FDA of­fers a pro­pos­al to help gener­ic drug de­vel­op­ers get si­mul­ta­ne­ous ap­provals in mul­ti­ple mar­kets

The FDA re­vealed Thurs­day that it’s of­fer­ing a pro­pos­al to the In­ter­na­tion­al Coun­cil on Har­mon­i­sa­tion — ICH — to bet­ter har­mo­nize sci­en­tif­ic and tech­ni­cal stan­dards for gener­ic drugs.

The plan is to let gener­ic drug de­vel­op­ers im­ple­ment a sin­gle glob­al drug de­vel­op­ment pro­gram, with com­mon el­e­ments of ap­pli­ca­tions to file, which will al­low for si­mul­ta­ne­ous ap­provals in mul­ti­ple mar­kets.

“This would make it eas­i­er for de­vel­op­ers that would oth­er­wise on­ly seek gener­ic drug ap­proval in one re­gion to al­so seek ap­proval in the Unit­ed States, in­creas­ing com­pe­ti­tion in Amer­i­ca. And it would al­so make it eas­i­er for de­vel­op­ers that would oth­er­wise on­ly seek gener­ic drug ap­proval in the US mar­ket to gain ac­cess to oth­er mar­kets,” FDA com­mis­sion­er Scott Got­tlieb said in a state­ment.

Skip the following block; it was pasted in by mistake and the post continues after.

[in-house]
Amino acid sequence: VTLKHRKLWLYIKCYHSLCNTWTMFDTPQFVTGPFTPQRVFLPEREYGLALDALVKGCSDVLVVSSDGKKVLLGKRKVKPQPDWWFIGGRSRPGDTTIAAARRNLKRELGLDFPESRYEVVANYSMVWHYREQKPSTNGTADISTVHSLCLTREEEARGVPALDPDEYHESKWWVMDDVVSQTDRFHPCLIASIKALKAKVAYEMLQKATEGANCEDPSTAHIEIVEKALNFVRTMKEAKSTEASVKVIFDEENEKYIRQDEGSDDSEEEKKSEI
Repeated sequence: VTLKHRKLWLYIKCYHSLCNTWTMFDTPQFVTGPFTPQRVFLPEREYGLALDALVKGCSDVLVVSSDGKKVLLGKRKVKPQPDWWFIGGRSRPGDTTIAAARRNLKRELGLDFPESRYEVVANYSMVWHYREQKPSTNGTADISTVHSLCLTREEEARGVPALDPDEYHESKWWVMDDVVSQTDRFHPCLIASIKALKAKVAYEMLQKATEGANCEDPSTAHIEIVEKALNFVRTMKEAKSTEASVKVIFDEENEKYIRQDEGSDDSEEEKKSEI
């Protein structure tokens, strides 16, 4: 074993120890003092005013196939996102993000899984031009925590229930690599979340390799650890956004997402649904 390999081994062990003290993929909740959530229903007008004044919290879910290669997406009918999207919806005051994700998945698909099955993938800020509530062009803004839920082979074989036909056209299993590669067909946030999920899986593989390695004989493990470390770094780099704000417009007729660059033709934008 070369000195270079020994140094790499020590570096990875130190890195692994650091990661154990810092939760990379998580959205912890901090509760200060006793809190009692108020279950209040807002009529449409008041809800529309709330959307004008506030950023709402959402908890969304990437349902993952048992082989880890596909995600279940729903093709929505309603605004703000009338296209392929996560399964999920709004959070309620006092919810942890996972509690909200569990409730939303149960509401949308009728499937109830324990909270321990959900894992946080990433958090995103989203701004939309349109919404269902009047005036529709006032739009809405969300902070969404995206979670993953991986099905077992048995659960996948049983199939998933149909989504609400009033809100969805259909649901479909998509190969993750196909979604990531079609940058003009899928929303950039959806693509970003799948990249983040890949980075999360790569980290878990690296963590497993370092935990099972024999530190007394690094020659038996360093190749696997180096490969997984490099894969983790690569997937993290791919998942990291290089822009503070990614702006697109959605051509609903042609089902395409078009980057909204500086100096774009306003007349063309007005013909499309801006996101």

More specif­i­cal­ly, FDA is propos­ing that ICH de­vel­op a se­ries of guide­lines on stan­dards for demon­strat­ing bioe­quiv­a­lence for both non-com­plex and com­plex dosage forms, and drug prod­ucts. FDA ex­pects that ICH will re­view FDA’s pro­pos­al and that the ICH As­sem­bly will en­dorse the pro­pos­al at its next meet­ing in No­vem­ber 2018.

As far as ar­eas for po­ten­tial con­sid­er­a­tion, There­sa Mullin, as­so­ciate di­rec­tor for strate­gic ini­tia­tives at FDA, told at­ten­dees of the As­so­ci­a­tion for Ac­ces­si­ble Med­i­cines con­fer­ence in Sep­tem­ber, of the pos­si­bil­i­ties:

  • A se­ries of ICH guide­lines on bioe­quiv­a­lence stan­dards for sim­ple and com­plex dosage forms;
  • Asur­vey of ex­ist­ing ICH guide­lines for up­dat­ing as need­ed to in­cor­po­rate rec­om­men­da­tions for gener­ic drugs.

“These ac­tiv­i­ties in­clude pur­su­ing op­por­tu­ni­ties like a har­mo­nized bioe­quiv­a­lence study de­sign that could be ex­pand­ed to in­clude ad­di­tion­al study arms to ac­com­mo­date more than one ref­er­ence prod­uct for bridg­ing pur­pos­es,” Got­tlieb added.

Man­u­fac­tur­ing spec­i­fi­ca­tions may al­so dif­fer be­tween coun­tries.